Jawahar Lal Rajpoot, a farmer-activist, contesting from Jarotha as a BJP candidate, said, “Initially, there were some difficulties, but they got over in about two weeks. The fact is that small farmers hardly have any cash on them, so it’s not them but those with black money who faced problems. Black money hoarders, including many politicians, created this myth of the suffering farmer.”
Why note ban failed to become a major poll issue?
Contrary to popular belief and perception that poor people, labourers and farmers had to stand in long queues in front of banks for hours to deposit their banned currency notes or get them exchanged, the ground report reveals otherwise.
Firstpost spoke to a large section of people across Uttar Pradesh to know why the SP-Congress alliance and BSP had failed in using the note ban as ammunition against the BJP.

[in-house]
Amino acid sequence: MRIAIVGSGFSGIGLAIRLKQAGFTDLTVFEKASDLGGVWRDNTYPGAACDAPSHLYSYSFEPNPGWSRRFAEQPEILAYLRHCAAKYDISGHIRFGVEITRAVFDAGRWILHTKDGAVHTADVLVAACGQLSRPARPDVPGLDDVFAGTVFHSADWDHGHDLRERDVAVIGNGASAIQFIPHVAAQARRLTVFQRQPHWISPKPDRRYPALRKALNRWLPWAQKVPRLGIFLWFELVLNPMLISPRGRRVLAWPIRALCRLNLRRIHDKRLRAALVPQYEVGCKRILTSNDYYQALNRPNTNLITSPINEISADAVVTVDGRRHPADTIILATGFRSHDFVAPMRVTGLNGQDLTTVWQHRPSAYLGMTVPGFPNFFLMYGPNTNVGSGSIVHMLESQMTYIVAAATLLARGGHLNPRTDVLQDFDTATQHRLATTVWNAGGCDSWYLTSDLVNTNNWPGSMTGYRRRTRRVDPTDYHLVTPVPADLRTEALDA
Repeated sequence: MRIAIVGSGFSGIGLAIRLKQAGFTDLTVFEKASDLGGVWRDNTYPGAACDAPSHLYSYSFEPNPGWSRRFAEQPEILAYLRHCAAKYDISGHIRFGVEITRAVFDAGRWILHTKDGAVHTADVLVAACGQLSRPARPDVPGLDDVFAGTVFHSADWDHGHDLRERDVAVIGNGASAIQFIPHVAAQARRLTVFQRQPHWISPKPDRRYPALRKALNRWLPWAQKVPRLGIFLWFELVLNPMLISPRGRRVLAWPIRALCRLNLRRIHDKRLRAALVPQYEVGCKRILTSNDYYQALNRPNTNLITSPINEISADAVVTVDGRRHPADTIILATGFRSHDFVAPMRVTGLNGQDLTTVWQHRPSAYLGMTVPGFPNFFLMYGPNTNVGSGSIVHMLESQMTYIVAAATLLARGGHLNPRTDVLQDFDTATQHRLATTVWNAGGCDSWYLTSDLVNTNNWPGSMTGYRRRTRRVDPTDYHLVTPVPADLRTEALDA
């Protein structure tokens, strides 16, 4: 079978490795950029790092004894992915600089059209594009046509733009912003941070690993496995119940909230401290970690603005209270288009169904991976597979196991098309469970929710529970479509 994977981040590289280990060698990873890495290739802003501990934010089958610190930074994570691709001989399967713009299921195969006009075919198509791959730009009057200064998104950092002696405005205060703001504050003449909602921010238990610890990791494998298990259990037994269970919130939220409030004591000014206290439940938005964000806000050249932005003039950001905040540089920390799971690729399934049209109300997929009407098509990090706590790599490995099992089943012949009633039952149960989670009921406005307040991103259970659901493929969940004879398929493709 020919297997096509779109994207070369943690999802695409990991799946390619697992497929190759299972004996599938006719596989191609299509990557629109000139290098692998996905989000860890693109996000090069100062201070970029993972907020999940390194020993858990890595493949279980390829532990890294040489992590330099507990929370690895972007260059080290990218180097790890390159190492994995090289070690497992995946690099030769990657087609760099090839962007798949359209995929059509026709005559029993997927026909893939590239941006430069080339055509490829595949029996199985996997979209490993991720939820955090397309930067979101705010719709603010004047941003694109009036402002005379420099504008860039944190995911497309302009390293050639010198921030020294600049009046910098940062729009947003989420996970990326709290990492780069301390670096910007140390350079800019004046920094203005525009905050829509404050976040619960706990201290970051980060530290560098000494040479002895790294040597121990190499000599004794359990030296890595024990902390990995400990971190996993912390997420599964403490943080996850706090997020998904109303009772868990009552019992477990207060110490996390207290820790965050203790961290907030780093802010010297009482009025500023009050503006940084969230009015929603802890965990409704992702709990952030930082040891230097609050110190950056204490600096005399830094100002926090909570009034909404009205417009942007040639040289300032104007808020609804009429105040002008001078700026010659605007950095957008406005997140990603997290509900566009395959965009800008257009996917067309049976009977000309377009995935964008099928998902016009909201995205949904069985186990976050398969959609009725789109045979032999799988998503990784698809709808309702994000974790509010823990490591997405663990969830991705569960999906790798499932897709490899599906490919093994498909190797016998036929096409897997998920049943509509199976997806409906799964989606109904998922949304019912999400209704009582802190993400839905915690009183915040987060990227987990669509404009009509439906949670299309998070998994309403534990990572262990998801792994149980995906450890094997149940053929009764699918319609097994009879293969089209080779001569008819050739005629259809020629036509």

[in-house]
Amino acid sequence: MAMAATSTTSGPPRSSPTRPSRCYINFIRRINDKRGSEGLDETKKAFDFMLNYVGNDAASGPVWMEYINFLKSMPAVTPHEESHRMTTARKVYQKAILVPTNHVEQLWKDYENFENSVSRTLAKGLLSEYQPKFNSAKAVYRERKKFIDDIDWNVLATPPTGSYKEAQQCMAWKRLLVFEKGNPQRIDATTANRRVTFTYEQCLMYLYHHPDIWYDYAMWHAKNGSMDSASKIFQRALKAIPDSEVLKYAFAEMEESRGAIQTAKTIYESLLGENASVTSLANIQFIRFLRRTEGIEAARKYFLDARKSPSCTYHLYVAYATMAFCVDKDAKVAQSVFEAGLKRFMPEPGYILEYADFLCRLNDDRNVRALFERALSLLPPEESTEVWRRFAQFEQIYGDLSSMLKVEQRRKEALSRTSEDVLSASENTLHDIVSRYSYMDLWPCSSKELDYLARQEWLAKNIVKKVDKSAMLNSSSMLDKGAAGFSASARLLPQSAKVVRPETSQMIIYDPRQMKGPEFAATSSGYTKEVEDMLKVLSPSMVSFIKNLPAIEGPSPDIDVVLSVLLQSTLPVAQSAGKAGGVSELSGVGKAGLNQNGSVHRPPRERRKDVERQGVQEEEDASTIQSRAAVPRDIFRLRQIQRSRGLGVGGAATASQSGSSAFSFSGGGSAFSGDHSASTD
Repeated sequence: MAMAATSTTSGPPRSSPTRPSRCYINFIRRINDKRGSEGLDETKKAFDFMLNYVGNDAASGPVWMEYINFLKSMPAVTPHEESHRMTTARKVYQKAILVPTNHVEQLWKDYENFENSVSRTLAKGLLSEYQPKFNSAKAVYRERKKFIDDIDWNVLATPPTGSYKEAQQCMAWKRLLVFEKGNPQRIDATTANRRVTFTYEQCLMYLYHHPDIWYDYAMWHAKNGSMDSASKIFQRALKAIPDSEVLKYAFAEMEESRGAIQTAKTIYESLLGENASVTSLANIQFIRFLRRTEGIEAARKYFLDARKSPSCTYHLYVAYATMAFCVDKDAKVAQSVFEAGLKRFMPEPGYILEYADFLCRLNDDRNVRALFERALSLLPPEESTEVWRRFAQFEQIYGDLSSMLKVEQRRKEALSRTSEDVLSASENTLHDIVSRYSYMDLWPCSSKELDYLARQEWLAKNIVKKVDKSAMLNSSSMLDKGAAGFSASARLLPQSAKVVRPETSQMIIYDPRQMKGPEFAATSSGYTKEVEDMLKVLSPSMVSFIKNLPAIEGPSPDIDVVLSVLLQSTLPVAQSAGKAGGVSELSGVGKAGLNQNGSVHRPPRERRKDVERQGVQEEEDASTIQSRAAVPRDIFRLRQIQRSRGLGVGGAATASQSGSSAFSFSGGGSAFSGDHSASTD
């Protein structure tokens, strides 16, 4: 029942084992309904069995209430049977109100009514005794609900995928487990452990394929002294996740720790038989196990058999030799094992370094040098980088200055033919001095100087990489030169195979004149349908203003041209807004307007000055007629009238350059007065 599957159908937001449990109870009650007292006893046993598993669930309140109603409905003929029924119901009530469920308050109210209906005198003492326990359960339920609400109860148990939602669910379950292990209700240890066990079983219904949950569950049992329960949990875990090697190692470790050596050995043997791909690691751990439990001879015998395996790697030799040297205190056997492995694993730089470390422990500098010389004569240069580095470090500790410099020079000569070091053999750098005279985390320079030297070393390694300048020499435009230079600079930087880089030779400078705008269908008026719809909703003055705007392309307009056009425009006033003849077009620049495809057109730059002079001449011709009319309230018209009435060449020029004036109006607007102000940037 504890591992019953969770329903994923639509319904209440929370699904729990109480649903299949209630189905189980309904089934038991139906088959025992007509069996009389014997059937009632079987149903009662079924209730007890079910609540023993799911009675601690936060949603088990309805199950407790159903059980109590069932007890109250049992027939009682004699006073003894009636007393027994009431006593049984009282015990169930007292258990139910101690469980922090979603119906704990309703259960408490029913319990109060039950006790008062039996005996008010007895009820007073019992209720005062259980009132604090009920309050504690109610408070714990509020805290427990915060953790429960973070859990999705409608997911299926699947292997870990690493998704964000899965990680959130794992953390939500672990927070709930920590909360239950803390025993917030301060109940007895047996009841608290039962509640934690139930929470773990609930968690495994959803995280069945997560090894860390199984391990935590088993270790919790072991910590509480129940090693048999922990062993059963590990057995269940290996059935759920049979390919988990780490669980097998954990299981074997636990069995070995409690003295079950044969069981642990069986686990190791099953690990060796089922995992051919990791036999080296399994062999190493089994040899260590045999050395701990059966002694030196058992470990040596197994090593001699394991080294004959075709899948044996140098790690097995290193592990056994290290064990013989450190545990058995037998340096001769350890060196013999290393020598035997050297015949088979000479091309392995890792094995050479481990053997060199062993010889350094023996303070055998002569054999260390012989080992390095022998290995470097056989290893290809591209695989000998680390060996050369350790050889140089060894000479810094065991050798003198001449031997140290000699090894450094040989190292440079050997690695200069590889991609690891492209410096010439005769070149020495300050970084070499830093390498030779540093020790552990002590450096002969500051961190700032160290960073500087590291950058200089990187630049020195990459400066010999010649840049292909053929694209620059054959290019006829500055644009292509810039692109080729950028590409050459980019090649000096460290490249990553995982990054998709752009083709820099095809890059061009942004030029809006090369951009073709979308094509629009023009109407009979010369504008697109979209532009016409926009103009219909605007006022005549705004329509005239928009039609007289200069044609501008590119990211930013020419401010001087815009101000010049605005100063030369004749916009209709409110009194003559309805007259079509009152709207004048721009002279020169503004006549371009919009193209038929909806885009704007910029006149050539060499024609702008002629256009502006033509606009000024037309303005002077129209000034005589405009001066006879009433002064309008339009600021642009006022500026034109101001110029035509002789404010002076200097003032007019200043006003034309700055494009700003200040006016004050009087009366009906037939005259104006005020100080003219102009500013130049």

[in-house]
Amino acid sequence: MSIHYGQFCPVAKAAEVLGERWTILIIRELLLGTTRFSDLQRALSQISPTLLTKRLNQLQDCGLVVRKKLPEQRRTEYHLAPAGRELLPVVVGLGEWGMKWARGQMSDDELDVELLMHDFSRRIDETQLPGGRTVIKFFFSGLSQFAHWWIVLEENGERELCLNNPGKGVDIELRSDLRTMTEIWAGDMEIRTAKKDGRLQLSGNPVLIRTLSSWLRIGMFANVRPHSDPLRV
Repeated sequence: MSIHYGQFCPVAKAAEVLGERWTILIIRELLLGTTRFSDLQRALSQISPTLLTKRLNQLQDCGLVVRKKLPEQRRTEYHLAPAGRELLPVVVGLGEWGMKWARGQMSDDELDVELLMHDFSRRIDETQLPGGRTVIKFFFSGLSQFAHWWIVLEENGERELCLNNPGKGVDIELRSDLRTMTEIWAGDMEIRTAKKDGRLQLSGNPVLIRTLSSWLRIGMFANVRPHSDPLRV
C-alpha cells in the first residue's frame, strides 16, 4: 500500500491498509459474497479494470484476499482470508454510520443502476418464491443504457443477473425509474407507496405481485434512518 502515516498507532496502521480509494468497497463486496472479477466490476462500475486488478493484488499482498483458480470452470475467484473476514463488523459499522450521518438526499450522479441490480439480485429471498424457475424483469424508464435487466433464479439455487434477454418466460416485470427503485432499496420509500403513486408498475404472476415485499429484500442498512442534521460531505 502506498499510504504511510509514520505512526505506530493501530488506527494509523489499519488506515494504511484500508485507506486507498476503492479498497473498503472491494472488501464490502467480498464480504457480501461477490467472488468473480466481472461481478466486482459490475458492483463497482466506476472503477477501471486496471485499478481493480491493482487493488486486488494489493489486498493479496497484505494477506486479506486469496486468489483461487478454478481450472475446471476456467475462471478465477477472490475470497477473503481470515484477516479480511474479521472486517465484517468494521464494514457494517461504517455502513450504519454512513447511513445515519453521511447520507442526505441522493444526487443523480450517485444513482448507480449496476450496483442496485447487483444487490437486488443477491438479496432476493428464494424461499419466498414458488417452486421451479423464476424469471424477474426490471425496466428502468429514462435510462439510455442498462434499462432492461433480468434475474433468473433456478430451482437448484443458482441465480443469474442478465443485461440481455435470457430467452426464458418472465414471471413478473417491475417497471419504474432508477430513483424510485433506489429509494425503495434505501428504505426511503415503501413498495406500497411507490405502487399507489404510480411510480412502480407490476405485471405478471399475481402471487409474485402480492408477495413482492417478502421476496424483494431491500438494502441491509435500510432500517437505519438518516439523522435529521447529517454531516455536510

“Public sab jaanti hai, aur yeh neta unhe bewakoof na samjhe (Public knows everything and these leaders shouldn’t take them for granted). Despite RBI circular to help farmers, the local banks, especially Allahabad-UP Gramin Bank failed to provide cash to farmers. It’s because these bank branches ensured to disburse large sum of cash to rich and powerful people of the area, and not to farmers. Everyone has understood that demonetisation move was not bad, but it was the functioning of bank branches that gave the move a bad name,” quipped Brahmadutt Pandey, a farmer from Atharra in Banda district of Bundelkhand.